Cowboy turned tech wrangler? Maybe, maybe not.
Since March is apparently Cowboy Month at Pink Slip - c.f., last week's post on Cowboy Ethics - I was just dee-lighted to see a header in the WSJ Career Section entitled "Cowboy Turned Tech Wrangler." (Access to the full article may require a subscription, pardner.)
Yippee-ki-yay! I just knew I had to get me some learnin' about a cowpoke who switched gears and got into technology.
The article started out promising:
It's hard to imagine that castrating bulls could be relevant to building a successful Silicon Valley technology storage company.
But from there.... Well, I was a little disappointed.
Certainly the background of NetApp founder Dave Hitz puts him quite off the path of the average techie. And it's pretty interesting that he spent a couple of years at a teeny-tiny junior college cum ranch before launching a brilliant tech career. But before you start thinking that we're talking about High Plains Drifter Community College in Tumbleweed, Montana, the ranch JC we're talking about is Deep Springs, an eccentric and highly selective alternative school that sends it's alumni to Ivy League colleges, from whence they go on to write novels, become professors, invent stuff, get elected to Congress, and generally do what Ivy League grads do: rule the world. (And don't tell me that we've had true cowboys ruling the free world: Reagan played cowboys, and GW played at cowboy.)
Hitz went on to study at Princeton, where he roomed with Jeff Bezos (yes that Jeff Bezos), which makes the story slightly different than if he'd spent his teens and twenties snowed in in the bunkhouse with Gabby Hayes and Trampas, learning to whittle.
Seriously, folks. Does having spent a few early-twenty years castrating bulls make Dave Hitz an echt cowboy who really changed careers?
Okay, I will confess to my own personal "up from blue collar" conceit. There are plenty of occasions when I position myself as a former Durgin-Park waitress. Which I am. I worked professionally and full-time - not just a summer job - as a D-P waitress for over a year.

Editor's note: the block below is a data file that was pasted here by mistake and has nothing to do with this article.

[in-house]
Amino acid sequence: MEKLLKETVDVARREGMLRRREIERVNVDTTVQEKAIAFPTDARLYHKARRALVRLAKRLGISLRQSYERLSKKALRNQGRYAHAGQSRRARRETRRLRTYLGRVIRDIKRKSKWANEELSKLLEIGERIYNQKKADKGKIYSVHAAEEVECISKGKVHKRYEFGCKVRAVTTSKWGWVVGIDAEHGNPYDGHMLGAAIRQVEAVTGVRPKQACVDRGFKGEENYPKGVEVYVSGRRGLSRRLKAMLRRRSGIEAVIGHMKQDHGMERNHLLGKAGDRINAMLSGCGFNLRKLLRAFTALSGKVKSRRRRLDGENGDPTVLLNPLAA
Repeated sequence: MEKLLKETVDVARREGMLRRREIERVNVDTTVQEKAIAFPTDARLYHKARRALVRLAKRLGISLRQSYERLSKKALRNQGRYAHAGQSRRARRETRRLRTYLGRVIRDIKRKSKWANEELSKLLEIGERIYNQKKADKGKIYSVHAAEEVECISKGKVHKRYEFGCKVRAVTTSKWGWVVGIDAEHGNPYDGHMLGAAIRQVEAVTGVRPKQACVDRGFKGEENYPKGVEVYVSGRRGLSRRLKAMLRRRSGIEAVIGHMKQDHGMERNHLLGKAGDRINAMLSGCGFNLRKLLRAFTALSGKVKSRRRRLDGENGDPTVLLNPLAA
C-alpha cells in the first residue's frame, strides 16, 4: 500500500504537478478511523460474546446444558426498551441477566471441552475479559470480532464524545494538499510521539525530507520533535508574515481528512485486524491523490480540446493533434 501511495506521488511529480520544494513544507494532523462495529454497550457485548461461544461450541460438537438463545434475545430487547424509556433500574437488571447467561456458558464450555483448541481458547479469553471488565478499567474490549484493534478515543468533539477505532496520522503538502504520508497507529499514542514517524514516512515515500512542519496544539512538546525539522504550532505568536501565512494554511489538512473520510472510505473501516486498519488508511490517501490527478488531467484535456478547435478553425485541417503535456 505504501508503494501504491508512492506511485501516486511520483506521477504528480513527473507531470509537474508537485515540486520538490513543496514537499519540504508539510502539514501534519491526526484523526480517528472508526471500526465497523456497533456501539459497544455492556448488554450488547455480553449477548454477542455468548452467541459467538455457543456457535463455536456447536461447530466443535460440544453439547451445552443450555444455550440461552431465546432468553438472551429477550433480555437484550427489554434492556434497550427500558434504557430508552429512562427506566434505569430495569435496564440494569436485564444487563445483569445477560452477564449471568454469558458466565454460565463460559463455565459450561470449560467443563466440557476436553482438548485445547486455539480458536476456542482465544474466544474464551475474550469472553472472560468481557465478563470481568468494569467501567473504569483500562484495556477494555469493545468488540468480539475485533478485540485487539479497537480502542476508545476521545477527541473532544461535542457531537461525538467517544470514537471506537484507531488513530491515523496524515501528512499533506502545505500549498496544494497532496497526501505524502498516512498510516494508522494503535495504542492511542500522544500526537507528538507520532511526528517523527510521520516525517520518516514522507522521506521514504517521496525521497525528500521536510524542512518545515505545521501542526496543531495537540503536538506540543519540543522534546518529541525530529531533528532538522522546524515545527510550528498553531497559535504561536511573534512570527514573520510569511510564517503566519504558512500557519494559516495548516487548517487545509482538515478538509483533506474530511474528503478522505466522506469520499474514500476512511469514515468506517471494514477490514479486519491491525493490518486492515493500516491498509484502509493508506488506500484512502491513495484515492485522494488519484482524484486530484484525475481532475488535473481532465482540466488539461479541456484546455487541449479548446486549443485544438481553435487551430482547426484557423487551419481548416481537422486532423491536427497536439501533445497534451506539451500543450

However, in the cold, clear light of truth-telling dawn, I was also a drop-out of a PhD program at Columbia who a couple of years later headed off to business school at MIT. Which hardly puts me in the same waitress category as someone who - like most of the Durgin-Park "girls" I worked with - had been hard-scrabble supporting herself and her family for years on end serving prime rib, Indian pudding, and scrod - back-breaking, no-benefit, no-guarantee work that the women not so much chose as accepted because they had little if any alternative.
Which is why I'm going to say that Dave Hitz is no more a career-changing cowboy who became a techie than I am a waitress who became a tech marketer.
I am not saying that Hitz positions himself as such.
Sure, he makes the most of his cowpoke bona fides - and has even written a book - How to Castrate a Bull - which, on title alone (not to mention the device that appears on the cover: yikes! ) may make it one of the greatest business books of all time. (Who among us hasn't wanted to, at min, castrate some bullshit(ter) in the course of our careers?)
But the positioning of Hitz as a career changer by the WSJ strikes a truly discordant note with me, for whatever reason - perhaps nothing more than late winter crankiness; or maybe because I really wanted to read about a cowboy-cowboy who became a techie-techie. Not about another brilliant, privileged guy who made good (and, admittedly, made the most of his brilliance and privilege).
I have no doubt that Dave Hitz learned a lot on the ranch that stood him in good stead in his career in terms of self-sufficiency, decision making, and risk. And, in truth, I'd rather work for someone who'd been a cowboy than someone who's never broken into a work-related sweat (handball doesn't count, even when it's networking), and whose sole work experience was some fancy-pants internship his father had engineered for him.
So, kudos to Dave Hitz. And a big raspberry to the WSJ for calling his move from cowboy to techie a career change.
Career change to me is the fifty-five year old laid-off accountant who goes and becomes an EMT. The lawyer who chucks it to become a teacher. The long-time cowboy who becomes a chef. The Durgin-Park waitress who, at age 40 goes back to North Shore Community College for an AA degree in office management.
Nope. In my book, it's not much of a career change if you did something - like cowboying at Deep Springs or waiting tables at Durgin-Park - that you knew wasn't what you were going to be doing when you rode off into the sunset.
Meanwhile, I know I am being a complete pissy crank here. (Amazing the things that set you off, isn't it? Truly, with everything going on in the world, I'm annoyed by what to me is a misleading headline in the WSJ? When I'm not annoyed that they run a steady stream of op-eds by Karl Rove? Okay. Those I generally avoid.)
Anyway, I repeat my kudos to Dave Hitz and his book, which I may even read some day. (When I finish getting rid of all the partially read, yawn-a-rama business books I have piled up in my bedroom.)
And I will semi-end with a quote from Mr. Hitz:
"As a cowboy, life was simpler. I was taking care of meat. There was something very satisfying about doing work that so directly helped satisfy a fundamental human need. It made me wonder how to find similar meaning in my later life," he says.
Yes indeed. As a waitress, life was simpler as well. And I was taking care of meat, too.
Oh, for the days when the challenge was to see if I could carry 6 fully-loaded platters of roast beef at once, without dripping the au jus down the back of a customer.